615. Matthew C. Stephenson & Jide Nzelibe, Political Accountability Under Alternative Institutional Regimes, 06/2008; subsequently published in Journal of Theoretical Politics, Vol. 22, No. 1, 2010, 139-167.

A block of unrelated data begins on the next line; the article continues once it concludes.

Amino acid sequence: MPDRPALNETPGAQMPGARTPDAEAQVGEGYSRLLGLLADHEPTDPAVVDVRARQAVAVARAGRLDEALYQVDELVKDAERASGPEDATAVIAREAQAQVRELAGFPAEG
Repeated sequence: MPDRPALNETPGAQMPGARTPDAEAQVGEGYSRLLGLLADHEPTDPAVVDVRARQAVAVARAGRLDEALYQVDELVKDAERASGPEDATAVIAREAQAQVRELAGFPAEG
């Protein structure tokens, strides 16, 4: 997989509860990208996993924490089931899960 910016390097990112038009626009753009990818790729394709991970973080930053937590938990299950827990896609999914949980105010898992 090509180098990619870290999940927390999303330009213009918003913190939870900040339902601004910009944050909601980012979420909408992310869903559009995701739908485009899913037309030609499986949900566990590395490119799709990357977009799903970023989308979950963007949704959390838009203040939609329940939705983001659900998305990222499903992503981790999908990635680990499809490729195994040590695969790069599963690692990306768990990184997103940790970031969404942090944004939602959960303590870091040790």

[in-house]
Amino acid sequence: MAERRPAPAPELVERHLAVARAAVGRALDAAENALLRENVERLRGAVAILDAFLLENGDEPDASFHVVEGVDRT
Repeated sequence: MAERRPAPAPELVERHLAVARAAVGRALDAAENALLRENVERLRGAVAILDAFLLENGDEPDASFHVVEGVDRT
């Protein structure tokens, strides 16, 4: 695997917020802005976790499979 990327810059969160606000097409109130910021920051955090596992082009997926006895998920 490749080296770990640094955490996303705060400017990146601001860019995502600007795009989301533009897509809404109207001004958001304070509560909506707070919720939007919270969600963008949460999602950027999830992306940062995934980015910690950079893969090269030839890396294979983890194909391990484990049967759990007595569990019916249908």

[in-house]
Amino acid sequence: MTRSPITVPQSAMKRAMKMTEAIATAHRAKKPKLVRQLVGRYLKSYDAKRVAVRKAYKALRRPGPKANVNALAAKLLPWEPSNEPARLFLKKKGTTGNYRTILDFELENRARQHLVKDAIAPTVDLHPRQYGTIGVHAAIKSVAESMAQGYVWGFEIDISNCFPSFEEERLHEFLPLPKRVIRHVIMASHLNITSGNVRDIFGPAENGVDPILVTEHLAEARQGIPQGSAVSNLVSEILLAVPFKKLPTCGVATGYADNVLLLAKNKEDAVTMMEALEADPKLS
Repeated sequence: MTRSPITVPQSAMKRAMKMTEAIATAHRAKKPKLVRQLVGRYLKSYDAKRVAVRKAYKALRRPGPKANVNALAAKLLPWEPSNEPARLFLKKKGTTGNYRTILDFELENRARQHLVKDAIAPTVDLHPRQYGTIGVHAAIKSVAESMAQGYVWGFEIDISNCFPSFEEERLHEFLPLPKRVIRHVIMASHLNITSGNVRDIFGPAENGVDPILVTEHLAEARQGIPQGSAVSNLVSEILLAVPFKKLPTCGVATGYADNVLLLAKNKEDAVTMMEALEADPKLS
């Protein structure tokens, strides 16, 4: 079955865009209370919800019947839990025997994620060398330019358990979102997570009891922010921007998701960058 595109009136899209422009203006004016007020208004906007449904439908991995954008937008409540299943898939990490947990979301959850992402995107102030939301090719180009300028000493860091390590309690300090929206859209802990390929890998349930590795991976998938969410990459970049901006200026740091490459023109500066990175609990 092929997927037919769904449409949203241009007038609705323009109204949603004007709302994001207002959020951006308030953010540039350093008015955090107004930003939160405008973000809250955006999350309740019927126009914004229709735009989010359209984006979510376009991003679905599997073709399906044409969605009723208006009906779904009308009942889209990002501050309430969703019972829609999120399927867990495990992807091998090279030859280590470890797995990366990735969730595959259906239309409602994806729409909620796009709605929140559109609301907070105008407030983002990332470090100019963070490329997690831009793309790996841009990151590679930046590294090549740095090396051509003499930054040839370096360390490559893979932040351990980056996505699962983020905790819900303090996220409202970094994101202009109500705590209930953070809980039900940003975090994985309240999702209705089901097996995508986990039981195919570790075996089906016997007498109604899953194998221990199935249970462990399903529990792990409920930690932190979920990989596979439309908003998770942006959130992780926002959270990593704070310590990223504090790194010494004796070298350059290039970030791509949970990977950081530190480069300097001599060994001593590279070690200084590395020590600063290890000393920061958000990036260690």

Abstract: We analyze the interaction between electoral accountability and separation-of-powers as mechanisms for reducing political agency slack. We compare three stylized regimes: a “Unilateral Authority” setting in which the President has exclusive authority over some policy decision; a “Mandatory Checks and Bal-ances” regime in which the President cannot enact the policy unless Congress approves; and an “Opt-In Checks and Balances” system in which the President may seek congressional authorization, but may also act unilaterally. The analysis generates three principal insights. First, voters respond to the risk of politi-cian bias by making the political rewards and punishments for policy success or failure asymmetric. Vot-ers rely less on this instrument, however, when internal checks screen out some undesirable policies. Second, the addition of a veto player need not alter the ex ante likelihood of policy change. Third, voter welfare is highest under the Opt-In Checks regime and lowest under the Unilateral Authority regime.